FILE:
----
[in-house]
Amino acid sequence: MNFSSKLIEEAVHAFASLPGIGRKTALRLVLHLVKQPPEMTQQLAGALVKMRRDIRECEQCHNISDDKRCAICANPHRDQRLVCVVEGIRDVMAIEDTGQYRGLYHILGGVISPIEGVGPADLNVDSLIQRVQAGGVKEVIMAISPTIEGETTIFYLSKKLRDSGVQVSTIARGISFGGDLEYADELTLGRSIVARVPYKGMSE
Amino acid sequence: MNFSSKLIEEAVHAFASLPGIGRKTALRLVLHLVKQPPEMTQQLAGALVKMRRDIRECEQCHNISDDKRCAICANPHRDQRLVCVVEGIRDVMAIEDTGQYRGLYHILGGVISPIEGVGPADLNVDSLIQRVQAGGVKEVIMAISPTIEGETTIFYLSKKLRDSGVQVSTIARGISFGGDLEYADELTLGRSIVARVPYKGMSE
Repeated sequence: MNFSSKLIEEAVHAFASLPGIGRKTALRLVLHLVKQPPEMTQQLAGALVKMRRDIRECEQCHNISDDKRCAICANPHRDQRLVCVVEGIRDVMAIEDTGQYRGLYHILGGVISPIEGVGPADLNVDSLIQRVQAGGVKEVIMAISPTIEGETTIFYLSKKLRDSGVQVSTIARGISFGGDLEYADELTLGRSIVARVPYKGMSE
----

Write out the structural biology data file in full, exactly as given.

[in-house]
Amino acid sequence: MNFSSKLIEEAVHAFASLPGIGRKTALRLVLHLVKQPPEMTQQLAGALVKMRRDIRECEQCHNISDDKRCAICANPHRDQRLVCVVEGIRDVMAIEDTGQYRGLYHILGGVISPIEGVGPADLNVDSLIQRVQAGGVKEVIMAISPTIEGETTIFYLSKKLRDSGVQVSTIARGISFGGDLEYADELTLGRSIVARVPYKGMSE
Amino acid sequence: MNFSSKLIEEAVHAFASLPGIGRKTALRLVLHLVKQPPEMTQQLAGALVKMRRDIRECEQCHNISDDKRCAICANPHRDQRLVCVVEGIRDVMAIEDTGQYRGLYHILGGVISPIEGVGPADLNVDSLIQRVQAGGVKEVIMAISPTIEGETTIFYLSKKLRDSGVQVSTIARGISFGGDLEYADELTLGRSIVARVPYKGMSE
Repeated sequence: MNFSSKLIEEAVHAFASLPGIGRKTALRLVLHLVKQPPEMTQQLAGALVKMRRDIRECEQCHNISDDKRCAICANPHRDQRLVCVVEGIRDVMAIEDTGQYRGLYHILGGVISPIEGVGPADLNVDSLIQRVQAGGVKEVIMAISPTIEGETTIFYLSKKLRDSGVQVSTIARGISFGGDLEYADELTLGRSIVARVPYKGMSE